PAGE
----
I have run many races in my life and I always wonder why I like to run so much. It seems that every time someone finds out that I just completed another race I get that inevitable question, “How did you do?”
Recently, I just finished mapping out an aggressive training plan for two more sprint triathlons (one this weekend and one in October), the Goofy Challenge in January 2010 (a half marathon on Saturday and full marathon on Sunday, see you there Steve :>)) and a very optimistic goal for a 40 and 50 mile run in March and April 2010. And, in the back of my mind there is an Olympic length triathlon next summer that I would love to participate in.
Exercise is important to me because it makes me feel more energetic, alive and positive in my mental and emotional states. We have a joke in the house that if Dad doesn’t exercise he turns into his alter ego of “grouchy bear.” That is also why we have our kids stay active.
This past Tuesday was the last swim meet of the summer and the kids have really enjoyed their swimming experience. At the end of every swim meet my kids get the same question as me, “How did you do?” And they usually answer, “I did OK, I came in first in my heat, or not too good.” There are many people in our neighborhood who if you ask them, “How did your kids do?” They all measure it the same, in terms of what place their kids took.
I know there is a school of thought that says, “Winning is everything” but I offer a question to you. At a marathon, if there are 30,000 runners is there only one winner? Yes and No. Isn’t the real purpose of being in the race to define in some way who you really are? To find what you are made of? To determine if you allow yourself to feel accomplishment and success to feel good about yourself?
When people ask me, “How did your kids do?” I always work to say, “He was great, he knew he was coming in last but gave 100% until the very end.” Or, “she was totally crushed that she did not finish first like her friend, but we got her focused to use that emotion so she is looking forward to coming to practice tomorrow and working harder.”
My kids ask me the question after I come back from every race and I tell them, “by participating in the race I am a winner, I finished strong, and I am looking forward to running another day.”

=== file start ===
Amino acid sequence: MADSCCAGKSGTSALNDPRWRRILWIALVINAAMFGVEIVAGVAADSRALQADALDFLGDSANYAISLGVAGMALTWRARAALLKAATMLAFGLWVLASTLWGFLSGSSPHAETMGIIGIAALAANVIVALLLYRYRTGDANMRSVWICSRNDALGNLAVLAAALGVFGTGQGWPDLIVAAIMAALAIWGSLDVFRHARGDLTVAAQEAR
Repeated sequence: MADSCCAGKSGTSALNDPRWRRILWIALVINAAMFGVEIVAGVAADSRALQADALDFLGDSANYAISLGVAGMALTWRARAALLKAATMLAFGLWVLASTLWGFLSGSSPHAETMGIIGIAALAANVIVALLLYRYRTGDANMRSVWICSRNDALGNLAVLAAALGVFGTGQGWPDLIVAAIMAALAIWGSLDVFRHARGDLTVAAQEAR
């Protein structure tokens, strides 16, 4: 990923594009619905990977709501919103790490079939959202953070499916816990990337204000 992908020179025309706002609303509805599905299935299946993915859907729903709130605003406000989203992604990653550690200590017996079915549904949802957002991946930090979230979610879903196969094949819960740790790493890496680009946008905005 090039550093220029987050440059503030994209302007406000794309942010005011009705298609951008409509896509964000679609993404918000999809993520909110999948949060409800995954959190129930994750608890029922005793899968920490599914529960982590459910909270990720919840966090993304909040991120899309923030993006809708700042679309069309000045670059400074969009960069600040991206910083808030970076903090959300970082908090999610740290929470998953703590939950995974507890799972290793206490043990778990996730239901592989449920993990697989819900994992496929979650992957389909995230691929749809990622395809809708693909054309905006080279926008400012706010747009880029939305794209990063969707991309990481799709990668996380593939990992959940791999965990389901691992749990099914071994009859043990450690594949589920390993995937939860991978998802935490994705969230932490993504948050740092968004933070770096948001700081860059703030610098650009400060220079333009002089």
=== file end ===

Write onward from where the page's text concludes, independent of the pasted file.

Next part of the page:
However, that is not really the whole truth either. For me, every race is won as soon as I experience that moment where I find myself face to face with myself either in physical pain, mental and emotional pain, or the emotional high of being so grateful for my life it hurts.
For me personally, the race is never defined by the moment that I cross the finish line. The race if defined in the hundreds of miles of training and during brief intense emotional moments that happen during the race itself. The race is defined in those moments when a person comes face to face with their own limitations and it is in those moments of decision that your destiny is shaped. When I decide to either embrace and push through those painful moments to experience more of myself or give up and quit.
If you see me at the pool be sure and ask, “How did your kids do?” I can already tell you that they won because throughout the season they were in the race and gave 100%. For the last 8 weeks, 5 days a week they have practiced, took swim lessons, experience ribbons for first place and came in last. They did their best.
Ask me over the next year, “How did you do?” at the end of each of my big audacious race goals and I will tell you something to the effect of, “Great, I came face to face with my fears during that swim at 200 meters, I pushed through the burning of my legs on that 14th mile of the bike ride, I never dreamed I would actually complete that training plan for the Goofy Challenge, or that 39th mile was mentally and emotionally the longest of my life, but I pushed through and never quit. I found myself in those miles and made myself more.” I hope those will be the answers to your question.
I hope that you find a way to engage in a meaningful endeavor that will allow you to come face to face with your limitations, push through, and become more. I will be asking you, “How did you do?” And, hope you have an answer deeper than “first or second place.” Stay in the race of life and I look forward to hearing how you did.